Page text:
Business Insurance Basics
Most businesses need to purchase at least the following four types of insurance:
1. Property Insurance Property insurance compensates a business if the property used in the business is lost or damaged as the result of various types of common perils, such as fire or theft. Property insurance covers not just a building or structure but also the contents, including office furnishings, inventory, raw materials, machinery, computers and other items vital to a business’s operations. Depending on the type of policy, property insurance may include coverage for equipment breakdown, removal of debris after a fire or other destructive event, some types of water damage and other losses.
Business Interruption Insurance
Also known as business income insurance, business interruption insurance is a type of property insurance. A business whose property has sustained a direct physical loss such as fire damage or a damaged roof due to a tree falling on it in a windstorm and has to close down completely while the premises are being repaired may lose out to competitors. A quick resumption of business after a disaster is essential. That is why business interruption insurance is so important. There are typically three types of business interruption insurance. A business can purchase any one or combination of these.
• Business Income Coverage: Compensates for lost income if a company has to vacate its premises due to disaster-related damage that is covered under the property insurance policy. Business income insurance covers the profits the company would have earned, based on financial records, had the disaster not occurred. The policy also covers operating expenses, such as electricity, that continue even though business activities have come to a temporary halt.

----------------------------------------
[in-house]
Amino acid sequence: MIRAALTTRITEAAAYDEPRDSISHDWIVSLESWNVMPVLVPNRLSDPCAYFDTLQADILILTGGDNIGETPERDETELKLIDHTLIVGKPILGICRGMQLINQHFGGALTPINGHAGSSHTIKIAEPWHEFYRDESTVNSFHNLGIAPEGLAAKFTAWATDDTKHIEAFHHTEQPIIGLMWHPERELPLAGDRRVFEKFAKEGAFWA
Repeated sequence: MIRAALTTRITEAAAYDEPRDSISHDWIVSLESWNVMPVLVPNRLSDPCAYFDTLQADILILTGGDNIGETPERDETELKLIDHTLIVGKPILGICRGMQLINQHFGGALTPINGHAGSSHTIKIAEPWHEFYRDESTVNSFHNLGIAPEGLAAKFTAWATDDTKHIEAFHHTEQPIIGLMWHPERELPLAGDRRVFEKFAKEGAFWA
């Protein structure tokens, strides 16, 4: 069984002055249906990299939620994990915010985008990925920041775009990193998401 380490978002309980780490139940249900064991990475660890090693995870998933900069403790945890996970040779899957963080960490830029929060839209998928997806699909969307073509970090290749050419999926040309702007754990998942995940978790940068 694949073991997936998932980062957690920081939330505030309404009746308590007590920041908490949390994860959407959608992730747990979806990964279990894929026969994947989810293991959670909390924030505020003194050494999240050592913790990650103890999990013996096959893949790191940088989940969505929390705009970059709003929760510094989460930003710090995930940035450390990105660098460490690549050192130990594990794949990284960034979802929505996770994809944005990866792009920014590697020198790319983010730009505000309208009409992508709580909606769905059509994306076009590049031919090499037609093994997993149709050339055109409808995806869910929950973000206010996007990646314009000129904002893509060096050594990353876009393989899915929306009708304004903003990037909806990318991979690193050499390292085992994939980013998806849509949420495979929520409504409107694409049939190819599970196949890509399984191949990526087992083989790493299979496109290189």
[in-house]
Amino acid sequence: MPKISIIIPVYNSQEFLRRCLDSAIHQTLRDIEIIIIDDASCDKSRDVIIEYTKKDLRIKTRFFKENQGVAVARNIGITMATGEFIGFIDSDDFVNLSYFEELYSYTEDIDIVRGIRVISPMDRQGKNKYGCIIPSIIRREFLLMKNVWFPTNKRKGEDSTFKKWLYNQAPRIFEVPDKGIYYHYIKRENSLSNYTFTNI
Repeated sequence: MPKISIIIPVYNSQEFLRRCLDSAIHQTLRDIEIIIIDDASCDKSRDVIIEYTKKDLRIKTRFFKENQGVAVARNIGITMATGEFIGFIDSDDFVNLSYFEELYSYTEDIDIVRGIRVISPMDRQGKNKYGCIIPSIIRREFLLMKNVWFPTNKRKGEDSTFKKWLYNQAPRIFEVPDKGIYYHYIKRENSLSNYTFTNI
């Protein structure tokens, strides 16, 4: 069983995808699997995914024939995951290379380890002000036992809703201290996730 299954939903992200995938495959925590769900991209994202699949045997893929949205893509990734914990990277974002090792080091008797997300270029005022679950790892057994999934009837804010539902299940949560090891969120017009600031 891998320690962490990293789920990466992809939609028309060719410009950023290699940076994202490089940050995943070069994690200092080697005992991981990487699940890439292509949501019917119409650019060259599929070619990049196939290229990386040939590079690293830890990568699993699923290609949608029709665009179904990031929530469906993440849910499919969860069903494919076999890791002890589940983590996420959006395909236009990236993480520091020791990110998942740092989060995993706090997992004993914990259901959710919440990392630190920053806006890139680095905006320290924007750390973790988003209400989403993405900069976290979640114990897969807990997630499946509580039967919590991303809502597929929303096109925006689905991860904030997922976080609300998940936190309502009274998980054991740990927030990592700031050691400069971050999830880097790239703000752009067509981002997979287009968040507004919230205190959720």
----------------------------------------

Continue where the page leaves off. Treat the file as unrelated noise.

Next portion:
• Extra Income Coverage: Reimburses the company for a reasonable sum of money that it spends, over and above normal operating expenses, to avoid having to shut down during the restoration period.
• Contingent Business Interruption Insurance: Protects a businessowner’s earnings following physical loss or damage to the property of the insured’s suppliers or customers, as opposed to its own property. Damage due to floods, earthquakes and acts of terrorism are generally not covered by standard business property insurance but can be purchased through various markets.